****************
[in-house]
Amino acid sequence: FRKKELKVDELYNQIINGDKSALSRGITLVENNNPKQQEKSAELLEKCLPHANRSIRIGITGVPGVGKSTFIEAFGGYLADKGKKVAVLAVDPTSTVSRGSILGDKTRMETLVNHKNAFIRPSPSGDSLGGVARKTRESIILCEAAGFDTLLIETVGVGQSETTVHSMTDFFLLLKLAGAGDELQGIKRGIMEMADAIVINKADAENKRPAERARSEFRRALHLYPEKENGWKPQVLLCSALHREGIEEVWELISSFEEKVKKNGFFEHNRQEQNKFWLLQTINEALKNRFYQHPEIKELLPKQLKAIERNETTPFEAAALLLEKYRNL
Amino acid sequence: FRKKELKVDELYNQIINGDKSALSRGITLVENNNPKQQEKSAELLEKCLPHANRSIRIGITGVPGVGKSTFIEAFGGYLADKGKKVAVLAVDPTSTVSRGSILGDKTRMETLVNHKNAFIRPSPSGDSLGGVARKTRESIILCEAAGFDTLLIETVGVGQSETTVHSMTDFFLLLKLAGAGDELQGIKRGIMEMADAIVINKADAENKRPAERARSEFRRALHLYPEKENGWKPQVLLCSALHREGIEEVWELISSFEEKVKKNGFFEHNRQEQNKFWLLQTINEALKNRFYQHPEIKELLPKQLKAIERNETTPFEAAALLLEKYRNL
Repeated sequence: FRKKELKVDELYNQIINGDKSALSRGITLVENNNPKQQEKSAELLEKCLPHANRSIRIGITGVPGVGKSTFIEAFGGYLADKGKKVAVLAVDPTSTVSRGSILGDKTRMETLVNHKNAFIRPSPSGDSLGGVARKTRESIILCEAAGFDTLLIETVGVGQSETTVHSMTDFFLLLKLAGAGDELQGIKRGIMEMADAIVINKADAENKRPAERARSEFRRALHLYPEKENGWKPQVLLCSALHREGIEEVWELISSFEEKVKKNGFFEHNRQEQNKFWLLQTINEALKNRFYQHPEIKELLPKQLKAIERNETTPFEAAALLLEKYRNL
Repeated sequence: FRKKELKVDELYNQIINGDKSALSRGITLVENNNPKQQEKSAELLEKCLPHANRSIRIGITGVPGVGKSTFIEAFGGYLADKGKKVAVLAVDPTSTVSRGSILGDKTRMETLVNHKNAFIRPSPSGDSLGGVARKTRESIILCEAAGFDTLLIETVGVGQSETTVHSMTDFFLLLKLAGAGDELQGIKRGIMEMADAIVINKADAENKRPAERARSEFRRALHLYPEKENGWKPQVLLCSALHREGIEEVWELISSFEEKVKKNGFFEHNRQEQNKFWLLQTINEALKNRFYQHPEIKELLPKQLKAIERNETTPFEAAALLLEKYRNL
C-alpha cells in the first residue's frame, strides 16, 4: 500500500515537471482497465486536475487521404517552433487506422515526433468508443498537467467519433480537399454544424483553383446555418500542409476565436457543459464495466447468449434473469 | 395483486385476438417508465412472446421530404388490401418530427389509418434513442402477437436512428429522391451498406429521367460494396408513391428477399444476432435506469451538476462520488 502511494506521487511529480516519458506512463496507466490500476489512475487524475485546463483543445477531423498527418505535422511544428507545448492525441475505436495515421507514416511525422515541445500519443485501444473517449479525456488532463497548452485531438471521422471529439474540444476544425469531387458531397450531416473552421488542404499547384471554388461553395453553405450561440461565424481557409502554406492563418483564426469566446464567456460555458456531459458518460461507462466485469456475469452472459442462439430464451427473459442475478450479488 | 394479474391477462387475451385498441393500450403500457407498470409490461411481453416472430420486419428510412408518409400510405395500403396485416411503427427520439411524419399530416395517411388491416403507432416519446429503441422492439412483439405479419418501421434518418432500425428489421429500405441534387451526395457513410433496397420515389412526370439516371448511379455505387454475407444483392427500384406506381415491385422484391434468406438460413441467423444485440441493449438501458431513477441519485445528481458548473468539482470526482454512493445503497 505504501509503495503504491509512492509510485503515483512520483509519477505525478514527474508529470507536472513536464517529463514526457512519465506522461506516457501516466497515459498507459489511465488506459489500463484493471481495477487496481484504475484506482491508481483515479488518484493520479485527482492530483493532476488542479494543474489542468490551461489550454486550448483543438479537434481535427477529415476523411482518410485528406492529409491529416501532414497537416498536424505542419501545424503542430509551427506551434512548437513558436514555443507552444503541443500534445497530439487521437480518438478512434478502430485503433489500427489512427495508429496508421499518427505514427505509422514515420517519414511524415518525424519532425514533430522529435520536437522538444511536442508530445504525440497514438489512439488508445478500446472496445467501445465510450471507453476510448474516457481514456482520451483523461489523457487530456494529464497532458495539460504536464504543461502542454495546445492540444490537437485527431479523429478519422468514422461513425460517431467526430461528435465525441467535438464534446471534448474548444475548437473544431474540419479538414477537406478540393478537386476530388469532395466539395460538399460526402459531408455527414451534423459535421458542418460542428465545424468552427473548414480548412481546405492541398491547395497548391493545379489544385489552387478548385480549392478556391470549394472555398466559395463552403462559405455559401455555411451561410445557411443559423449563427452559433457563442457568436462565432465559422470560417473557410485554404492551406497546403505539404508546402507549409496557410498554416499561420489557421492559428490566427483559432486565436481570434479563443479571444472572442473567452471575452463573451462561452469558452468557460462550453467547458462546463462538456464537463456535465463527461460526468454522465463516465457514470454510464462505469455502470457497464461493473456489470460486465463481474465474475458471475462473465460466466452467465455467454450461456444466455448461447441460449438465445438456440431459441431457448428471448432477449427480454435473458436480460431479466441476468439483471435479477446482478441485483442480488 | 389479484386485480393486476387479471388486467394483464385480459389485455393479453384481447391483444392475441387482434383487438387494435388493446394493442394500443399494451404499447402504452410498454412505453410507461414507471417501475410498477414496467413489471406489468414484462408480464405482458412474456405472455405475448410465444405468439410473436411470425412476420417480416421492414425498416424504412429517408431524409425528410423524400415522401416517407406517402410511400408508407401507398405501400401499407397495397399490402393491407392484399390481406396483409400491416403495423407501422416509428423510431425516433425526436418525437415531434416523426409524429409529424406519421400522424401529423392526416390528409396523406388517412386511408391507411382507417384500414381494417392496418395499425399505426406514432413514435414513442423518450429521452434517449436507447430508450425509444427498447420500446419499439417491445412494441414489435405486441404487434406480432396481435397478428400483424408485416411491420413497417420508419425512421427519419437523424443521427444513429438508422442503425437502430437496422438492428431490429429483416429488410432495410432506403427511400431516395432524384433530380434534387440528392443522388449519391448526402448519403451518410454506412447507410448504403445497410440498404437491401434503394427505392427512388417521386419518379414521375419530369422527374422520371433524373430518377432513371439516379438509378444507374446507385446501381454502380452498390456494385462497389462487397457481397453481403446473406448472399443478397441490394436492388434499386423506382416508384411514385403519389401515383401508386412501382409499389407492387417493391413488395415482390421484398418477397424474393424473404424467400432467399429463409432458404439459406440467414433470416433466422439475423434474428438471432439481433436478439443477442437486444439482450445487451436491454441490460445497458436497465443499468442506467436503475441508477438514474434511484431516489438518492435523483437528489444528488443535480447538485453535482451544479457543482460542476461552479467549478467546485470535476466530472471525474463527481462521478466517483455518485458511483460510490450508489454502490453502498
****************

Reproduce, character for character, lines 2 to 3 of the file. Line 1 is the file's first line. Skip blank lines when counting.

Amino acid sequence: FRKKELKVDELYNQIINGDKSALSRGITLVENNNPKQQEKSAELLEKCLPHANRSIRIGITGVPGVGKSTFIEAFGGYLADKGKKVAVLAVDPTSTVSRGSILGDKTRMETLVNHKNAFIRPSPSGDSLGGVARKTRESIILCEAAGFDTLLIETVGVGQSETTVHSMTDFFLLLKLAGAGDELQGIKRGIMEMADAIVINKADAENKRPAERARSEFRRALHLYPEKENGWKPQVLLCSALHREGIEEVWELISSFEEKVKKNGFFEHNRQEQNKFWLLQTINEALKNRFYQHPEIKELLPKQLKAIERNETTPFEAAALLLEKYRNL
Amino acid sequence: FRKKELKVDELYNQIINGDKSALSRGITLVENNNPKQQEKSAELLEKCLPHANRSIRIGITGVPGVGKSTFIEAFGGYLADKGKKVAVLAVDPTSTVSRGSILGDKTRMETLVNHKNAFIRPSPSGDSLGGVARKTRESIILCEAAGFDTLLIETVGVGQSETTVHSMTDFFLLLKLAGAGDELQGIKRGIMEMADAIVINKADAENKRPAERARSEFRRALHLYPEKENGWKPQVLLCSALHREGIEEVWELISSFEEKVKKNGFFEHNRQEQNKFWLLQTINEALKNRFYQHPEIKELLPKQLKAIERNETTPFEAAALLLEKYRNL